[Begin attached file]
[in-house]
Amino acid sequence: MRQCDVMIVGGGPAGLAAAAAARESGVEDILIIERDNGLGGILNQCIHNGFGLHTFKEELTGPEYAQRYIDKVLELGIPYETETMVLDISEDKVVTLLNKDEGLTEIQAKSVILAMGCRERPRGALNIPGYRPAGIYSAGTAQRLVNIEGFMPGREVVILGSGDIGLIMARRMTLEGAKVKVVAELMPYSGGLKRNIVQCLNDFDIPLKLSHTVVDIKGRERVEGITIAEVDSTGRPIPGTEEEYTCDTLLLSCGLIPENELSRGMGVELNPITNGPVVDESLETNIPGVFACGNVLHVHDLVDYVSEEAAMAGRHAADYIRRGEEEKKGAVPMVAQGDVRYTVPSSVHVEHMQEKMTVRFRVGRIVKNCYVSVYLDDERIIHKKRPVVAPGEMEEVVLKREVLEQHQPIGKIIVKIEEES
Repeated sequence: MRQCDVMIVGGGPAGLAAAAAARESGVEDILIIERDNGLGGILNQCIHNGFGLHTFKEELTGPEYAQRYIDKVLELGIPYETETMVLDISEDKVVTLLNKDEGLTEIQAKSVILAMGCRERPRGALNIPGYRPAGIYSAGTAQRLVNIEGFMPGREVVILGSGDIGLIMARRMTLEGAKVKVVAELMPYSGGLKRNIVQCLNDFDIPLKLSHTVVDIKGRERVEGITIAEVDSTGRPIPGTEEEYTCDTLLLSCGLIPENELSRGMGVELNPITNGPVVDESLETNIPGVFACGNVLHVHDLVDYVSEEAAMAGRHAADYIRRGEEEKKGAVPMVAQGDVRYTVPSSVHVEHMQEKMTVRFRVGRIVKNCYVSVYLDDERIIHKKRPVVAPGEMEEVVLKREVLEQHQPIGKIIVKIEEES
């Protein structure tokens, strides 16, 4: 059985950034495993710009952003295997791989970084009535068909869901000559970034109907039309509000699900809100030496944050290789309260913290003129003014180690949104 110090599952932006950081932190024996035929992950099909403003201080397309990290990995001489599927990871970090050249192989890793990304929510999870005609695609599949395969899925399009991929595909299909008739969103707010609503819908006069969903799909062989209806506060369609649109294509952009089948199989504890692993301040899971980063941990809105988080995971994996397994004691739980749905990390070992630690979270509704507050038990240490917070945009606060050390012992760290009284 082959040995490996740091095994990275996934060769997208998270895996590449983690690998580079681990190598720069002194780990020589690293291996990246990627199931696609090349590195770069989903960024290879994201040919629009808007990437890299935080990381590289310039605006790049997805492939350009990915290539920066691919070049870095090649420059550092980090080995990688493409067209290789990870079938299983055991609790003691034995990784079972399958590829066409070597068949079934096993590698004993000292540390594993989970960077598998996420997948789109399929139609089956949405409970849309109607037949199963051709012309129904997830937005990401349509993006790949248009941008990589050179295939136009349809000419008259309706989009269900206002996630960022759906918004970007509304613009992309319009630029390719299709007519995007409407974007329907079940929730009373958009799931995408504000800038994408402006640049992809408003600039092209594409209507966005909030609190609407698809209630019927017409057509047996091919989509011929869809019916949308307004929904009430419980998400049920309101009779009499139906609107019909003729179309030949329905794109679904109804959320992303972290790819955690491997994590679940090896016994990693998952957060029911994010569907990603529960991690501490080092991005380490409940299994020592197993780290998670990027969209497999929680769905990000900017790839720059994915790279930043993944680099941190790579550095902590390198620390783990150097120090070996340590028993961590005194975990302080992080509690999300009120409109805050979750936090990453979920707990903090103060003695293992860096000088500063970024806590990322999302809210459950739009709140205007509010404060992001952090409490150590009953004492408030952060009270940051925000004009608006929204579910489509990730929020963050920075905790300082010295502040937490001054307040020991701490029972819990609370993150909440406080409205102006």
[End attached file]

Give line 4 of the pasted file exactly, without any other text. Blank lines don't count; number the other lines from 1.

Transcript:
């Protein structure tokens, strides 16, 4: 059985950034495993710009952003295997791989970084009535068909869901000559970034109907039309509000699900809100030496944050290789309260913290003129003014180690949104 110090599952932006950081932190024996035929992950099909403003201080397309990290990995001489599927990871970090050249192989890793990304929510999870005609695609599949395969899925399009991929595909299909008739969103707010609503819908006069969903799909062989209806506060369609649109294509952009089948199989504890692993301040899971980063941990809105988080995971994996397994004691739980749905990390070992630690979270509704507050038990240490917070945009606060050390012992760290009284 082959040995490996740091095994990275996934060769997208998270895996590449983690690998580079681990190598720069002194780990020589690293291996990246990627199931696609090349590195770069989903960024290879994201040919629009808007990437890299935080990381590289310039605006790049997805492939350009990915290539920066691919070049870095090649420059550092980090080995990688493409067209290789990870079938299983055991609790003691034995990784079972399958590829066409070597068949079934096993590698004993000292540390594993989970960077598998996420997948789109399929139609089956949405409970849309109607037949199963051709012309129904997830937005990401349509993006790949248009941008990589050179295939136009349809000419008259309706989009269900206002996630960022759906918004970007509304613009992309319009630029390719299709007519995007409407974007329907079940929730009373958009799931995408504000800038994408402006640049992809408003600039092209594409209507966005909030609190609407698809209630019927017409057509047996091919989509011929869809019916949308307004929904009430419980998400049920309101009779009499139906609107019909003729179309030949329905794109679904109804959320992303972290790819955690491997994590679940090896016994990693998952957060029911994010569907990603529960991690501490080092991005380490409940299994020592197993780290998670990027969209497999929680769905990000900017790839720059994915790279930043993944680099941190790579550095902590390198620390783990150097120090070996340590028993961590005194975990302080992080509690999300009120409109805050979750936090990453979920707990903090103060003695293992860096000088500063970024806590990322999302809210459950739009709140205007509010404060992001952090409490150590009953004492408030952060009270940051925000004009608006929204579910489509990730929020963050920075905790300082010295502040937490001054307040020991701490029972819990609370993150909440406080409205102006």